Special Seminar: Friday 3rd August 2012 Hume-Rothery Lecture Theatre 2pm
Prof. Stefan K. Estreicher, Texas Tech University, USA.
Impurities in covalent materials introduce localized vibrational modes. The lifetimes of these modes sometimes exhibit surprisingly large isotope dependences. One example involves interstitial O in Si. The frequency of the asymmetric stretch of 29Si–16O–28Si is within 0.1% of that of 28Si–16O–28Si but its lifetime almost doubles. Yet, it is the same mode of the same impurity in the same material measured at the same temperature. How can that be?
Vibrational lifetimes can be calculated from first principles using non-equilibrium molecular-dynamics (MD) simulations if the supercell is properly ‘prepared’ slightly away from equilibrium. Theory mimics transient-bleaching spectroscopy, the experimental technique used to measure lifetimes. The results provide an explanation to these experimental data.
This theoretical approach has been extended to the calculation of the thermal conductivity of nanostructures containing impurities. Surprisingly, the calculations predict large impurity-isotope effects, which appear to be related to the vibrational lifetimes of impurity-related modes. This suggests that some impurities can trap energy in the form of phonons. These effects have yet to be measured.
My talk will begin with the measured temperature- and isotope-dependence of vibrational lifetimes, and the subsequent challenge to theorists. Then, I will discuss supercell preparation in (and slightly away from) thermal equilibrium, and temperature control in non-equilibrium MD simulations without thermostat. The calculations of thermal conductivities now lead to a challenge to experimentalists. An interesting bottle of wine awaits the first who confirms the predicted isotope effects, or proves us wrong.
Three academic appointments
The Materials Department is delighted to welcome 3 new members of academic staff - Professor Roger Reed, Dr Jamie Warner and Dr Harish Bhaskaran.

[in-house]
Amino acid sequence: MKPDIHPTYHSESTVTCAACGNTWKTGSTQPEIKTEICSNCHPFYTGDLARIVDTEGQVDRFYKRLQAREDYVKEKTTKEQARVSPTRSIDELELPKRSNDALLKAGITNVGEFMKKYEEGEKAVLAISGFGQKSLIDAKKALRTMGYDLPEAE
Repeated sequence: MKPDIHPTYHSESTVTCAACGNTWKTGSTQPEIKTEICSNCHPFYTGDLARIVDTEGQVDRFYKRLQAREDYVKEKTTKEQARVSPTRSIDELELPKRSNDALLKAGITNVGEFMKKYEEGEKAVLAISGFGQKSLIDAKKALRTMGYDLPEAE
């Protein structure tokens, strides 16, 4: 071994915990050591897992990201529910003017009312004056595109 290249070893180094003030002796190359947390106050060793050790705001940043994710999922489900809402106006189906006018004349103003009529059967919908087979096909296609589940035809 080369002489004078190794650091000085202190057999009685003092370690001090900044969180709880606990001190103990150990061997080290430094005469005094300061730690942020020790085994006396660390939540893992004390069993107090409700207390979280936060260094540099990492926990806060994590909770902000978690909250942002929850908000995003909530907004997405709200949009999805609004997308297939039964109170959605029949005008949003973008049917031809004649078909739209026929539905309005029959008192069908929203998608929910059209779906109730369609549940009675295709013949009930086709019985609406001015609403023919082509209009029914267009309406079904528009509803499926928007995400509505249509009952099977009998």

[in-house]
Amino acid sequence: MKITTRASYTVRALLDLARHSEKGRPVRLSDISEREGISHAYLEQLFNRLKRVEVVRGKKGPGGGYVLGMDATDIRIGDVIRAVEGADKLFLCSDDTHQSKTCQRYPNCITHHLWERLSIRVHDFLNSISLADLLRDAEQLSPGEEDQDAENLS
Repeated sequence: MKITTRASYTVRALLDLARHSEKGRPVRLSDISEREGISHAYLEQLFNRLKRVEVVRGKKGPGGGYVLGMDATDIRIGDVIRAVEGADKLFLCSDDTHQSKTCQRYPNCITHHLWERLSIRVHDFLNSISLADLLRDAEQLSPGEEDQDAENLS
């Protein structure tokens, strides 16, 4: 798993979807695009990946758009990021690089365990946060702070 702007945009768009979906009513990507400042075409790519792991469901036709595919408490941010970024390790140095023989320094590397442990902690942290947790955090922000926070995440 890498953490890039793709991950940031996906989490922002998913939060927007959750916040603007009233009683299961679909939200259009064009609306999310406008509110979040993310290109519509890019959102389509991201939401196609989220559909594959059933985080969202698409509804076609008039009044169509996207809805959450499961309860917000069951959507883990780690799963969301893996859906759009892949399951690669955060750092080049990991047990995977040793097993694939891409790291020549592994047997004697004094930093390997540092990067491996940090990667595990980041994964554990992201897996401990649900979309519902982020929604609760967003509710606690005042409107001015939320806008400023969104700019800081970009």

Manufacturing the future: endohedral fullerenes, small molecules, big challenges
Dr Kyriakos Porfyrakis has been awarded an EPSRC Fellowship to explore the manufacturing capacity and chemical functionalization of endohedral fullerenes. The grant, worth £1.5M over 5 years, will allow Kyriakos to develop manufacturing methods for large-scale production of a variety of endohedral fullerenes.
Interview about nuclear materials research in Oxford
James Marrow (James Martin Chair in Energy Materials) has been interviewed by James Martin (benefactor of the Oxford Martin School) on the nuclear materials research in Oxford, and its contribution towards solving the global energy challenges of the 21st Century.
Recent graphene publications
A team led by Dr Jamie Warner and student Alex Robertson have published three papers in high impact journals (Nano Letters, ACS Nano and Nanoscale) on the atomic structure of graphene.
How safe is that Nuclear Reactor?
Prof George Smith FRS has been awarded the IoM3 Materials World Publication Award for 2013
Catching Quantum Mechanics in the act
Proceedings of the National Academy of Sciences February 14, 2013. DOI:10.1073/pnas.1208374110
Controlling the Orientation, Edge Geometry and Thickness of Chemical Vapor Depostion Graphene
ACS Nano 24 Jan 2013 DOI: 10.1021/nn3049297
Outreach - Y9 Materials and Chemistry Day
4 June 2013
Oxford University Open Days
26th and 27th June 2013
Electronic excitations and photoelectron spectroscopy - Oxford PES 2013
23rd-24th July 2013
Oxford University Open Day
20th September 2013
Gettering and Defect Engineering in Semiconductor Technology - GADEST 2013
22nd to 27th September 2013
Tungsten for Nuclear Applications
23-25 September 2013